Suddenly the visitor sees a public fountain, a most simple block of cement with an even humbler spout. A boy drinks, another one waits, a girl carries a plastic container and another one a bucket. Here is, finally, a modest but evident contribution derived from the oil business. Well not quite; a more attentive look reveals an inscription by the author whose work palliates the inexistence of running potable water: “Fountain No. 5, Terrasa City Hall, Spain.” He continues down the street and finds the same thing a little further “Fountain No. 7, Alcorcón City Hall, Spain.” And he continues finding them. Who has convinced these city halls that the government of the country in question does not have the resources to provide even a simple spout out of its own pocket? What do we understand by international cooperation: paying some of the public services bills so that private pockets can place the country’s money in safe heavens abroad? Why is it that the most foreign-indebted countries, the ones with higher poverty rates enjoying more international cooperation and financial aid, are governed by dictators and have their upper classes settled, together with their money, in the richest and most developed countries?

The sight of streets covered in mud, the filth of residual water running out in the open, garbage scattered everywhere, the absence of sidewalks barely lit by scarce street lights, the lack of public transportation, banks, road signs or leisure spaces, not to mention libraries, civic centers, book stores, not a sign of urban or any other planning,makes one think that the 500,000 crude oil barrels that are pumped daily (that is assuming that it is not one million barrels, since there are no official figures) in a country with a population below 500,000, do not remain in the country even for a minute; instead they leave the country to enrich someone else.

That is why the visitor went in search of a different kind of information: what happened to human rights in this place? In the building that hosts the Human Rights Center, he is received by three people, three chairs and a table comprising all the furniture. When asked what they do there, they answer “little so far” since they have no electric outlets or telephone lines and, clearly, without any funding, they can only look at the future hoping for better times.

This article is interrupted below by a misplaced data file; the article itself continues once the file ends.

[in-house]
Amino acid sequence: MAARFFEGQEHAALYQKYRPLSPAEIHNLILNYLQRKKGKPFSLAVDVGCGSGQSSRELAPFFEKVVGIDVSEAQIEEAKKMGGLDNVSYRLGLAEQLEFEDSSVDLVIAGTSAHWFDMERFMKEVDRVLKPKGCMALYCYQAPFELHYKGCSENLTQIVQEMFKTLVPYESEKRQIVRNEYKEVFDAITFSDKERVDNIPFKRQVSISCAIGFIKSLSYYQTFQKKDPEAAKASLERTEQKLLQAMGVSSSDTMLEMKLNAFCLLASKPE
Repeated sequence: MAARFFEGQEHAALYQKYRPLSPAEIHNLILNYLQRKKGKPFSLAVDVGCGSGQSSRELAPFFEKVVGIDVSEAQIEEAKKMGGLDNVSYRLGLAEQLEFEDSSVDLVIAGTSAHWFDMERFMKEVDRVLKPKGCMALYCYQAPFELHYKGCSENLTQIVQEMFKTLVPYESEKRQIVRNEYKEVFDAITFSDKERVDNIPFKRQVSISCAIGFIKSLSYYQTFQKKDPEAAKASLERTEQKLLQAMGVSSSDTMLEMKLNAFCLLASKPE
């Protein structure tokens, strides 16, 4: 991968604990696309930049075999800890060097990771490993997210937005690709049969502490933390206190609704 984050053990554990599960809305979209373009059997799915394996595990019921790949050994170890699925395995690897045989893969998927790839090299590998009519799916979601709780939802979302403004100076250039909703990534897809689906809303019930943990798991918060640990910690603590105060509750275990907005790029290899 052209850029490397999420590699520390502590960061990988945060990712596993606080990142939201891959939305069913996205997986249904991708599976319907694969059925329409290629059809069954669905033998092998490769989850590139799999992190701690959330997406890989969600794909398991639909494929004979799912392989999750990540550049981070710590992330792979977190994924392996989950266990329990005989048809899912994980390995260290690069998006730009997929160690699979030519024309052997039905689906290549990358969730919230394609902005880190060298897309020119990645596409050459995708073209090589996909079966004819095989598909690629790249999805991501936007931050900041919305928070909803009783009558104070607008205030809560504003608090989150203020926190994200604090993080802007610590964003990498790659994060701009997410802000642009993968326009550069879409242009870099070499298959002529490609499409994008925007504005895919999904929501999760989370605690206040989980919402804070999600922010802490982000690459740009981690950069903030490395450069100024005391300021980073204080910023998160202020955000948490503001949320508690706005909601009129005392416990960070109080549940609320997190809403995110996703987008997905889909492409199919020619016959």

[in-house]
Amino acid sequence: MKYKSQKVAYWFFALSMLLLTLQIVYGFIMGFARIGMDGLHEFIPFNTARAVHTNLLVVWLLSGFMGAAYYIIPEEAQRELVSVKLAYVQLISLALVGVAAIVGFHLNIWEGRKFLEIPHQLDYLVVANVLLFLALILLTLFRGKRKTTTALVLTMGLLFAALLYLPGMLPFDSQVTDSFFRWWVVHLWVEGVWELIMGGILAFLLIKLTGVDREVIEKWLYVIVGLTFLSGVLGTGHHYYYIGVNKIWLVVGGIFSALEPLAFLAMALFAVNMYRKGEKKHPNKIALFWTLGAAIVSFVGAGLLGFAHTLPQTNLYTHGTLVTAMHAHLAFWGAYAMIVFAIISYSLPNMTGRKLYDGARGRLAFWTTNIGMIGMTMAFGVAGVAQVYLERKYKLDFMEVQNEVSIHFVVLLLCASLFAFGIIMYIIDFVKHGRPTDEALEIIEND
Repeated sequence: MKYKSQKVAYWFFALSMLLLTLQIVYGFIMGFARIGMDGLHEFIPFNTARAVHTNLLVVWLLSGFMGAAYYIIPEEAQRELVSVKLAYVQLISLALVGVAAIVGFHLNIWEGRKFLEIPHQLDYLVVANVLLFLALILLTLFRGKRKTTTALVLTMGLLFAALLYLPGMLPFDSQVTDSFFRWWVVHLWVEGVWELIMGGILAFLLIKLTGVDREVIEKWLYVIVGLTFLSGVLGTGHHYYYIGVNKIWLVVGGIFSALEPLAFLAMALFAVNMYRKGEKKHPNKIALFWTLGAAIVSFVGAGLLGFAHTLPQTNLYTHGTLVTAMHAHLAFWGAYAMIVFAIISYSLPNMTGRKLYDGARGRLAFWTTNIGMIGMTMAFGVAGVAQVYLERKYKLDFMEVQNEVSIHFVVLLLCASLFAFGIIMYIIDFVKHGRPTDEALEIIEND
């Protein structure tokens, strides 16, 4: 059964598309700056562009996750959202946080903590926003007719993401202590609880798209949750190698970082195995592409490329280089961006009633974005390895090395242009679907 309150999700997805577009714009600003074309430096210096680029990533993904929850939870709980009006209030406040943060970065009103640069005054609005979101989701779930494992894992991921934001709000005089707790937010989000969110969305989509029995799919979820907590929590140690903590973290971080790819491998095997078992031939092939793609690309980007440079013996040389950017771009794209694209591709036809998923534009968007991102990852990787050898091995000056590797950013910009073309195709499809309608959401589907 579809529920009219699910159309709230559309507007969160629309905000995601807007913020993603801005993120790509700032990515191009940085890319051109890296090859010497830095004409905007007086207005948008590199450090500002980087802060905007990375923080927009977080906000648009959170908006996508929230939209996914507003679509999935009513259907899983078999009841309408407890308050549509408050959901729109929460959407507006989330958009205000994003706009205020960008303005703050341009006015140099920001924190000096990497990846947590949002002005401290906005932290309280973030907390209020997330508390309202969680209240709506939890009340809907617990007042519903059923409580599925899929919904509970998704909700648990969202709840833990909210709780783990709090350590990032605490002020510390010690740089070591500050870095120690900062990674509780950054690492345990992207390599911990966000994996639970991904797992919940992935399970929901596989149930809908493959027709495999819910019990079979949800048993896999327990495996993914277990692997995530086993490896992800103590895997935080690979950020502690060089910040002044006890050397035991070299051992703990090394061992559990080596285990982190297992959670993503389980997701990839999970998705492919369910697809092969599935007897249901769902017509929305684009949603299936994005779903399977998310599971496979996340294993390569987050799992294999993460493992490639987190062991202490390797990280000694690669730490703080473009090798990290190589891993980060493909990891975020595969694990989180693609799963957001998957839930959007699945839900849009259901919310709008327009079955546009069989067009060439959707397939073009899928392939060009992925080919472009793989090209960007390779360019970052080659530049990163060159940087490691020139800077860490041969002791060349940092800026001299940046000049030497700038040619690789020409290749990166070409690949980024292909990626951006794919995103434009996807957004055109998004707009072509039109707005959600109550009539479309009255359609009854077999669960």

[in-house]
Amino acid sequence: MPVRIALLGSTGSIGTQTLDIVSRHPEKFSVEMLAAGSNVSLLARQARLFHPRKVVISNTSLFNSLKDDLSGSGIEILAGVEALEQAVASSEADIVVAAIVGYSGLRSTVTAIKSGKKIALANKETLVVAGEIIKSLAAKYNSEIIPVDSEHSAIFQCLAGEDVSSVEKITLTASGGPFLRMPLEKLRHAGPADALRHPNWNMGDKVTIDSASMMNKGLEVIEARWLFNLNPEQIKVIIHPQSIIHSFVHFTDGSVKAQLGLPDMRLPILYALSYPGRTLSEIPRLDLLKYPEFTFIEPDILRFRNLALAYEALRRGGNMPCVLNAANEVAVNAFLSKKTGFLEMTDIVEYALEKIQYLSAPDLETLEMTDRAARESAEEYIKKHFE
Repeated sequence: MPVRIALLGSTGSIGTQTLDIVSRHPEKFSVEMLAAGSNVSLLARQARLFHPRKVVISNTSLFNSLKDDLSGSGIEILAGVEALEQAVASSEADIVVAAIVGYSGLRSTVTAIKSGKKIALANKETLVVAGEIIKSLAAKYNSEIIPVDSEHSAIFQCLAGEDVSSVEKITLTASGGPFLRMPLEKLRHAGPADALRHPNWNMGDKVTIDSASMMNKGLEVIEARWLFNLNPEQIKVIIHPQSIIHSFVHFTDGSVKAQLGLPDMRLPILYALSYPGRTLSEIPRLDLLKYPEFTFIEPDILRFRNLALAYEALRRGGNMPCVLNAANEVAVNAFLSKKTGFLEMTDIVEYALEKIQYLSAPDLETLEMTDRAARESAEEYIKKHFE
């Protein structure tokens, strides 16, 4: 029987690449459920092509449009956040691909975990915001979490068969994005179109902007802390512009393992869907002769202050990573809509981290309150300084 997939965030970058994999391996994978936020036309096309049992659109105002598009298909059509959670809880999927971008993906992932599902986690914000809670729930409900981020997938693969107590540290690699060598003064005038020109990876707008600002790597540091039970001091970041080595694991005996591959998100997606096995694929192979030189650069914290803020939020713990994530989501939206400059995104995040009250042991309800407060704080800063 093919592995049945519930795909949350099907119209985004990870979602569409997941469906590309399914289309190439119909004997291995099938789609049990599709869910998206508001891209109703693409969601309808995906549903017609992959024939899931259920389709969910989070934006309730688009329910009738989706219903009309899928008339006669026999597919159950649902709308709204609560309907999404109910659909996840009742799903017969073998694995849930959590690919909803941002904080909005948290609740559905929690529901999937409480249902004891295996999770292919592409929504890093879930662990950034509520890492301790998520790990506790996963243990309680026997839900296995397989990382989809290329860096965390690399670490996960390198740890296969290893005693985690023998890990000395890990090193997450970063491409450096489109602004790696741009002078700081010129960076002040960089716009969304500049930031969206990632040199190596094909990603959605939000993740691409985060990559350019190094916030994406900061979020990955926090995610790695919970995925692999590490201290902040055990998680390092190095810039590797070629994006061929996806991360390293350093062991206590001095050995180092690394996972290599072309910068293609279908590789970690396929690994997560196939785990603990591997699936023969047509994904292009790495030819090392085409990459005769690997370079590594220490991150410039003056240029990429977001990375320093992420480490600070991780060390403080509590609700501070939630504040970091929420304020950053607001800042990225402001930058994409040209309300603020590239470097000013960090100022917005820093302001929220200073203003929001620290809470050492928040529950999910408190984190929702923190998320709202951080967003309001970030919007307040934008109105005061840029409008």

The visitor does not give credit to this display of good will and ingenuity, so he heads for the site of the Lawyers Guild in order to obtain more information; maybe by chance it is financed by the Madrid Lawyers Guild. What he sees is a piece of empty real estate with a placard explaining just such association. No trace of anything else. >From there, he walks to the Palace of Justice to find out that it has electricity but no phone ­ that is a phone line, since they do have the appliance ­ and that the most modern piece of equipment available is a mechanical typewriter.

It seems, then, that the moment has arrived for the formulation of the first law of national economy in Africa: the largest the natural wealth of a country, the lower is the probability that its population is going to enjoy it. Angola and old Zaire are only two egregious examples of this law. The second law states that the larger the foreign intervention in an African country, mainly via international cooperation, the lower the probability of a sustained development.

Unfortunately, although protagonists themselves, not even the few university students in this country can perceive this. That is why that student was making huge efforts to pass a subject that is forgotten and relegated to a few specialized centers of higher education in the West, without suspecting that he will never be able to make use of what he has learned, unless it is to exclaim, as the classics did: Homo homini lupus.

Agustín Velloso Santisteban teaches at the UNED in Madrid. He can be reached at: avelloso@edu.uned.es